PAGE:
The Elizabeth Valley Railroad
A 4’ x 6’ HO scale layout based in a mountainous region surrounding a valley with a lake and stream. Set in an unspecified US location sometime in the late 1890s or early 1900s. The layout was named for his daughter and is thought to have been built in the early to mid 1950s. Its first appearance was in a photo that appeared in the February 1955 issue of Model Railroader as part of that magazine's Trackside Photos section. The Elizabeth Valley RR was Moore's most significant layout. A number of buildings that appeared on it were described in several construction articles, and it also served as the stage for articles on lighting, scenery and rolling stock construction.
The Eagleroost & Koontree Railroad
A collection of temporary scenes built for photographing models featuring a fictitious narrow gauge mountain railroad located in an unspecified US location, situated sometime in the late 1890s or early 1900s. It was modeled in HOn2-1/2 gauge. Some of the scenes were staged on The Elizabeth Valley Railroad. Its first print appearance was in the Fall 1957 issue of Model Trains as part of that issue's Stop, look and listen photo section.
The 1900s Shortline Terminal Yard
An HO scale diorama of a backwoods, shortline terminal yard situated sometime around 1900 and was stylistically similar to the Elizabeth Valley Railroad. It was built during the winter of 1964 and 1965, and into the spring of 1965. Its print appearance was in Turn backward, O Time that was published in the January 1967 issue of Model Railroader. The yard's engine house was featured in Model Railroader’s March 1967 article Brick Enginehouse.
The Enskale & Hoentee Railroad
A 30” x 30” layout situated in a mountainous region surrounding a lake. Set in an unspecified US location sometime in the late 1890s or early 1900s. It included buildings in N and TT scales, and ran trains in N and HOn2-1/2 gauge. It was built as a project layout for Railroad Model Craftsman. When Model Railroader's editorial staff learned that Moore was working in N scale, they offered him a deal to write a book for beginners starting out in N scale, similar to their book HO Primer. Moore declined the offer stating that he felt he was not skilled enough in electrical matters to write about a typical layout’s complex electrical system and that he did not like working to deadlines. The layout was built during the winter of 1967 and 1968, and into the spring 1968. It appeared in print in a three part series in the October, November and December 1968 issues of Railroad Model Craftsman.
Plastic model kits
Beginning in 1967, AHM (Associated Hobby Manufacturers) of Philadelphia produced the first of 9 HO scale plastic model kits, the Schaefer Brewery, based on a selection of Moore’ s Railroad Model Craftsman articles.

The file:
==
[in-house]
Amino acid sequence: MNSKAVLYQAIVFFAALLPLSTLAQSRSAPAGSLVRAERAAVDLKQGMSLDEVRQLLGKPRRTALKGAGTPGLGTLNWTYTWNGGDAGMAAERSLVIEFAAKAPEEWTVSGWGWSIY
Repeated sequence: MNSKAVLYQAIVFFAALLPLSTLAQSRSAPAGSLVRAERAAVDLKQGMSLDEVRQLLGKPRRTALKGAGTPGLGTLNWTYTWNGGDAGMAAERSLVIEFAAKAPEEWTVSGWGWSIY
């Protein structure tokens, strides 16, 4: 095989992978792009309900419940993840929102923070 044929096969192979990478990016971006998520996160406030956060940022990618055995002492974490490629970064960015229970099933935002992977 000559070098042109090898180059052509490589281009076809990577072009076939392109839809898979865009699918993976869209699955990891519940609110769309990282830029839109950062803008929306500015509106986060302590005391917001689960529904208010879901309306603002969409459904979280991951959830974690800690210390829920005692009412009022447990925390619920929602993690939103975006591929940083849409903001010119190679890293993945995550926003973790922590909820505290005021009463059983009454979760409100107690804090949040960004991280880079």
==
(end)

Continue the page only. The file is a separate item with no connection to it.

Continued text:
The kit boxes were stamped with a decorative label that read: "Designed by E. L. Moore. Reproduced by permission from plans as shown in Railroad Model Craftsman Magazine." It is alleged that Moore received no payment or royalty for these kits, but was given a few as a gesture of appreciation.
|AHM Kit||based on this Railroad Model Craftsman article|
|Schaefer Brewery||F&M Schaefer Brewery, March 1967|
|Ma's Place||build Ma's Place, January 1967|
|Grusom Casket Co.||Grusom Casket Company, July 1967|
|Village Blacksmith||The Village Smithy Stands, September 1967|
|W. E. Snatchem - Undertaker||W. E. Snatchem - Undertaker, November 1967|
|Ramsey Journal Building||Ramsey Journal Bldg., December 1967|
|Molasses Mine||Molasses Mine & Factory, February 1969|
|Emporium Department Store||The kit consists of 2 stores, Pool Parlor & Emporium, from Three Store Fronts and a Shop, December 1969|
|Busy Bee Department Store||The kit consists of 2 stores, Busy Bee & Bon Ton Dept. Store, from Three Store Fronts and a Shop, December 1969|
Although the molds changed ownership over the years, some of the kits, like Ma’s Place, have remained in production since their first release and remain in production as of 2017. As well, the components of some kits have been used for other commercially available plastic model kits, and in recent years, some of Moore's articles have been used as the basis of a number of commercially available craftsman-style kits.
Death and retrospective
Moore died on August 12, 1979, in Spotsylvania County, Virginia, of a heart attack caused by arteriosclerosis. His remains were cremated.
In November 1979, Railroad Model Craftsman’s editor Anthony Koester published a brief tribute to Moore in the Editor’s Notebook column. In February 1980, Jim Kelly, editor of Model Railroader, wrote a 5-page tribute to Moore in E. L. Moore’s Legacy. As well as providing a tribute to Moore's life and work, it showed for the first time a number of then never published before color photographs of several of Moore's projects. In 1999, Model Railroader noted in its Along the Line Looks Back series that E. L. Moore was a notable model railroader for his use of simple materials to build unique model structures.
- Odegard, Gordon (September 1975). "A visit with E. L. Moore". Model Railroader.
- Moore, Earl (May 1979). "Early Century Field Day". Good Old Days.
- Kelly, Jim (February 1980). "E. L. Moore's Legacy". Model Railroader.
- Hayhow, David (19 January 1958). "He Builds Railroads - Then Scraps Them". The Charlotte Observer.
- Koester, Anthony (November 1979). "E. L. Moore". Railroad Model Craftsman.
- "Along the Line Looks Back: E. L. Moore". Model Railroader. November 1999.